The first-ever global data platform to map out dredging activities finds that the growing pace of marine sand extraction, driven by Asia, is nearing the natural sand replenishment rate needed to maintain vital marine ecosystems.
The marine dredging industry extracts six billion tonnes of sand from the world’s oceans each year, or the equivalent of a wall of 10 metre high by 10 metre wide around the Earth annually, according to the new United Nations Environmental Programme (UNEP) data platform Marine Sand Watch which launched on Tuesday (5 September).
Based on the analysis of data between 2012 and 2019, the extraction rate of sand and other sediments – estimated by the Marine Sand Watch to be between four and eight billion tonnes – is approaching the natural replenishment rate of 10 to 16 billion tonnes per year needed to maintain coastal and marine ecosystem function.
This is especially concerning for Asia, where most of the world’s sand is being extracted. For instance, sand mining in Vietnam’s Mekong Delta – built up by 6,000 years of silt deposits – has led to sinking land and coastal erosion.
Despite the intensity of dredging in Southeast Asia, the platform is currently unable to track mining activity in the region, as many countries do not require dredging vessels to emit Automatic Identification System (AIS) signals, said Arnaud Vander Velpen, sand industry and data analytics officer, Global Resource Information Database (GRID-Geneva), the centre for analytics for UNEP at the press conference.
These signals are used to identify a ship’s real time position and to map out mining in sand concessions, offloading locations, maintenance dredging and other types of activities like land reclamation on the platform.
Given that artisanal and small-scale mining along very shallow coastlines is done with small boats that do not transmit AIS, Vander Velpen added that Marine Sand Watch will need to use other types of technologies, like remote sensing drones and lifecycle analysis to detect the amount of sand being used.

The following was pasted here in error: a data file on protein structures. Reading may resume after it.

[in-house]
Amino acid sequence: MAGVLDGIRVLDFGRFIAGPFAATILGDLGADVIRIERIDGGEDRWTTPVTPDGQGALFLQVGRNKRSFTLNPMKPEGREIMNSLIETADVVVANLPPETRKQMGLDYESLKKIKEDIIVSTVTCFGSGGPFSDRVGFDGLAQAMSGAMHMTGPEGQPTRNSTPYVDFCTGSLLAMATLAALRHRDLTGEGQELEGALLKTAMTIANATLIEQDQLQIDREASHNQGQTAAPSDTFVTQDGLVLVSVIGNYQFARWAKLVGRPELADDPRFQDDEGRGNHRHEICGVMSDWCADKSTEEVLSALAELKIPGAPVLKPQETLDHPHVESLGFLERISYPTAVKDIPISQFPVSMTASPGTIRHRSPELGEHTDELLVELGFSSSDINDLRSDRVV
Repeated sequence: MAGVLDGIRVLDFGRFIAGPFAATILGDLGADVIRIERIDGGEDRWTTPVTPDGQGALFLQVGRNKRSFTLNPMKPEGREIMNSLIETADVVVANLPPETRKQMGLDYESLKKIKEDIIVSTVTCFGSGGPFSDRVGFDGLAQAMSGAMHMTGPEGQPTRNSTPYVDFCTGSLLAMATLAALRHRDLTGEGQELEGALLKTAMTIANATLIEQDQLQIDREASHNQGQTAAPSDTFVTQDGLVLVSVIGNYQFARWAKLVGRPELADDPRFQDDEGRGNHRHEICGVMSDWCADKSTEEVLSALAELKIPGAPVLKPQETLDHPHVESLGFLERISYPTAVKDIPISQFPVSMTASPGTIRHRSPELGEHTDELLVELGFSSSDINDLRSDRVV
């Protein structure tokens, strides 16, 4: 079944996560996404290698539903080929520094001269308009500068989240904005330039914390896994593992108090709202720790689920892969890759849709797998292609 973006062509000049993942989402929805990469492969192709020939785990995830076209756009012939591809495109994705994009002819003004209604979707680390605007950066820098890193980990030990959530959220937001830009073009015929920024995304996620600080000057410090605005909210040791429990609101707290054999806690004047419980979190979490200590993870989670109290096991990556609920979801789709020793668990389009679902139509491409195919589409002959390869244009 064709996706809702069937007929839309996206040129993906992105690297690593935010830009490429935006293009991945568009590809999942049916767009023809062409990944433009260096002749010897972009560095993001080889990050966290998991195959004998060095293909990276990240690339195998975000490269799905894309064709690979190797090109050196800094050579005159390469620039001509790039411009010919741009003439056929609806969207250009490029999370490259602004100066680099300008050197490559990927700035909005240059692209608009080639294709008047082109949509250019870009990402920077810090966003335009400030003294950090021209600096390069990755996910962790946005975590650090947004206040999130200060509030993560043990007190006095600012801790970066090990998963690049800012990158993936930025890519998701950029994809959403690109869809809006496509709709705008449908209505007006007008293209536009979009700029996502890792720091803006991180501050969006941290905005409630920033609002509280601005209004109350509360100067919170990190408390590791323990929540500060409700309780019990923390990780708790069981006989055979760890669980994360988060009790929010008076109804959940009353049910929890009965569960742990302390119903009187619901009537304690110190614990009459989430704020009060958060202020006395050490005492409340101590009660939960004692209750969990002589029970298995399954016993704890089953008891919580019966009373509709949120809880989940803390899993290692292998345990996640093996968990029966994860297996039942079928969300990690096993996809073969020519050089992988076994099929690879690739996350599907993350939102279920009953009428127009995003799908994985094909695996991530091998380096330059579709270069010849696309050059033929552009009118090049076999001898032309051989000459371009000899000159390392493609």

“The scale of environmental impacts of shallow sea mining activities and dredging is alarming, including biodiversity, water turbidity, and noise impacts on marine mammals,” said Pascal Peduzzi, director of GRID-Geneva, which developed the platform with support from the University of Geneva, the Swiss Federal Office for the Environment and the German Federal Ministry for the Environment.
“This data signals the urgent need for better management of marine sand resources and to reduce the impacts of shallow sea mining,” added Peduzzi. “UNEP invites all stakeholders, member states and the dredging sector to consider sand as a strategic material, and to swiftly engage in talks on how to improve dredging standards around the world.”
Asia is home to the largest consumers of the world’s most-exploited resource after water for construction and land reclamation. China – which helped to build Sri Lanka’s Colombo Port City on reclaimed land, an effort that required about 65 million cubic metres of sand – alone accounts for the use of half of the world’s sand for building its infrastructure, Peduzzi told Eco-Business. According to data from the Singapore Land Authority, Singapore has also increased its land area by more than 25 per cent since the 1970s using sand imported from neighbouring countries.